70. 70.

    Liu, X. et al. Can inner peace be improved by mindfulness training: a randomized controlled trial. Stress Health 31, 245–254 (2015).

  71. 71.

    Ellard, K. K., Barlow, D. H., Whitfield-Gabrieli, S., Gabrieli, J. D. E. & Deckersbach, T. Neural correlates of emotion acceptance vs worry or suppression in generalized anxiety disorder. Soc. Cogn. Affect. Neurosci. 12, 1009–1021 (2017).

  72. 72.

    Hölzel, B. K. et al. Neural mechanisms of symptom improvements in generalized anxiety disorder following mindfulness training. NeuroImage Clin. 2, 448–458 (2013).

  73. 73.

    Tugade, M. M. & Fredrickson, B. L. Regulation of positive emotions: emotion regulation strategies that promote resilience. J. Happiness Stud. 8, 311–333 (2007).

  74. 74.

    Etkin, A., Büchel, C. & Gross, J. J. The neural bases of emotion regulation. Nat. Rev. Neurosci. 16, 693–700 (2015).

  75. 75.

    Voss, U., Schermelleh-Engel, K., Windt, J., Frenzel, C. & Hobson, A. Measuring consciousness in dreams: the lucidity and consciousness in dreams scale. Conscious. Cogn. 22, 8–21 (2013).

  76. 76.

    Neider, M., Pace-Schott, E. F., Forselius, E., Pittman, B. & Morgan, P. T. Lucid dreaming and ventromedial versus dorsolateral prefrontal task performance. Conscious. Cogn. 20, 234–244 (2011).

  77. 77.

    Etkin, A. & Schatzberg, A. F. Common abnormalities and disorder-specific compensation during implicit regulation of emotional processing in generalized anxiety and major depressive disorders. Am. J. Psychiatry. 168, 968–978 (2011).

  78. 78.

    Diener, E. et al. New measures of well-being in Assessing well-being: the collected works of Ed Diener (ed. Diener, E.) Vol. 39, 247–266 (Springer, 2009).

  79. 79.

    Mota, N. B., Furtado, R., Maia, P. P. C., Copelli, M. & Ribeiro, S. Graph analysis of dream reports is especially informative about psychosis. Sci Rep. 4, 3691, https://doi.org/10.1038/srep03691 (2014).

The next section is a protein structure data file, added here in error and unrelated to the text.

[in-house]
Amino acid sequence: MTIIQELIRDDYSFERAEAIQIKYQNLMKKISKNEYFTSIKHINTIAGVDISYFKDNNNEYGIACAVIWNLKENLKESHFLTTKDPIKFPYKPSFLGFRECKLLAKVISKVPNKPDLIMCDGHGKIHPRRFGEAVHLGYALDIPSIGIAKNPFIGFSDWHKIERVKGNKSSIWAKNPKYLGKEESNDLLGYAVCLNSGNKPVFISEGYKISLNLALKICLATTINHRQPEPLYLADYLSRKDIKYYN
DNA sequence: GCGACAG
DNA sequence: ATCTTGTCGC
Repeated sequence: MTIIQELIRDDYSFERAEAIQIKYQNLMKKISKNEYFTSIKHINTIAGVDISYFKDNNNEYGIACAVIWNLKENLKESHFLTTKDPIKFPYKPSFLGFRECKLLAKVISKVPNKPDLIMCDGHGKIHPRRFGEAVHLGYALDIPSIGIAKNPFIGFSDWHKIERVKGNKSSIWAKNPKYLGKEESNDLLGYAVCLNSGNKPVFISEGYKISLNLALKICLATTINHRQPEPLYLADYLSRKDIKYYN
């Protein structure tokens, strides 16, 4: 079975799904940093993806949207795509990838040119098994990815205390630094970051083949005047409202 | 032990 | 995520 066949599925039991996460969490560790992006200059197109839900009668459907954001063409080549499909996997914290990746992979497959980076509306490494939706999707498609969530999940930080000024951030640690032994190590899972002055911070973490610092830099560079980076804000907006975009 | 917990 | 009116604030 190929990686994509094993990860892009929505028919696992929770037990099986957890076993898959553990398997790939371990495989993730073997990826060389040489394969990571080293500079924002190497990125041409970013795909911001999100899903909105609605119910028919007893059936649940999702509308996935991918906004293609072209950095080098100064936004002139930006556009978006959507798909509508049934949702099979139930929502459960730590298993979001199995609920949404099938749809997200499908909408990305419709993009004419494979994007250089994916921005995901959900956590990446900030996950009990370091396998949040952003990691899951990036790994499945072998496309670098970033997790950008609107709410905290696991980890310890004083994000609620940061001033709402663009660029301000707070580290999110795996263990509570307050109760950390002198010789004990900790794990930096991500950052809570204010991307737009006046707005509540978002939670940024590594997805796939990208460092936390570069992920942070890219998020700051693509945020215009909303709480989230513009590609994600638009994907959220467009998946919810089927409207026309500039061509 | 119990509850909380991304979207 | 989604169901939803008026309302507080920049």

80. 80.

    Revonsuo, A., Tuominen, J. & Valli, K. The simulation theories of dreaming: how to make theoretical progress in dream science in Open MIND: philosophy and the mind sciences in the 21st century (eds Metzinger, T. & Windt, J. M.) Vol. 2, 1341–1348 (MIT Press, 2016).

  81. 81.

    Vandekerckhove, M. & Wang, Y.-L. Emotion, emotion regulation and sleep: an intimate relationship. AIMS Neurosci. 5, 1–17 (2018).

  82. 82.

    Revonsuo, A., Tuominen, J. & Valli, K. The avatars in the machine: dreaming as a simulation of social reality in Open MIND: philosophy and the mind sciences in the 21st century (eds. Metzinger, T. & Windt, J. M.) Vol 2, 1295–1322 (MIT Press, 2016).

  83. 83.

    Saphire-Bernstein, S. & Taylor, S. E. Close relationships and happiness in The oxford handbook of happiness (eds David, S., Boniwell, I. & Ayers, A. C.) 821–833 (Oxford University Press, 2013).

  84. 84.

    Brislin, R. W. Back-translation for cross-cultural research. J. Cross Cult Psychol. 1, 185–216 (1970).

  85. 85.

    Diener, E., Emmons, R. A., Larsen, R. J. & Griffin, S. The Satisfaction With Life Scale. J Pers Assess. 49, 71–75 (1985).

  86. 86.

    Pavot, W. & Diener, E. The Satisfaction With Life Scale and the emerging construct of life satisfaction. J. Posit. Psychol. 3, 137–152 (2008).

  87. 87.

    Pavot, W. & Diener, E. Review of the Satisfaction With Life Scale. Psychol. Assess. 5, 164–172 (1993).

  88. 88.

    Hultell, D. & Gustavsson, J. P. A psychometric evaluation of the Satisfaction With Life Scale in a Swedish nationwide sample of university students. Pers. Individ. Dif. 44, 1070–1079 (2008).

  89. 89.

    Lindner, P. F. et al. The Brunnsviken Brief Quality of Life Scale (BBQ): development and psychometric evaluation. Cogn. Behav. Ther. 45, 182–195 (2016).

  90. 90.

    Watson, D., Clark, L. A. & Tellegen, A. Development and validation of brief measures of positive and negative affect: The PANAS scales. J. Pers. Soc. Psycholog. 54, 1063–1070 (1988).

  91. 91.

    Crawford, J. R. & Henry, J. D. The Positive and Negative Affect Schedule (PANAS): construct validity, measurement properties and normative data in a large non-clinical sample. Br. J. Clin. Psychol. 43, 245–265 (2004).

  92. 92.

    Garcia, D. & Archer, T. Positive affect and age as predictors of exercise compliance. PeerJ 2, e694, https://doi.org/10.7717/peerj.694 (2014).

  93. 93.

    Nima, A. A., Rosenberg, P., Archer, T. & Garcia, D. Anxiety, affect, self-esteem, and stress: mediation and moderation effects on depression. PlosONE 8, e73265, https://doi.org/10.1371/journal.pone.0073265 (2013).

  94. 94.

    Cameron, D. C. & Fredrickson, B. L. Mindfulness facets predict helping behavior and distinct helping-related emotions. Mindfulness 6, 1211–1218 (2015).

  95. 95.

    Kok, B. E. & Fredrickson, B. L. Upward spirals of the heart: autonomic flexibility, as indexed by vagal tone, reciprocally and prospectively predicts positive emotions and social connectedness. Biol. Psychol. 85, 432–436 (2010).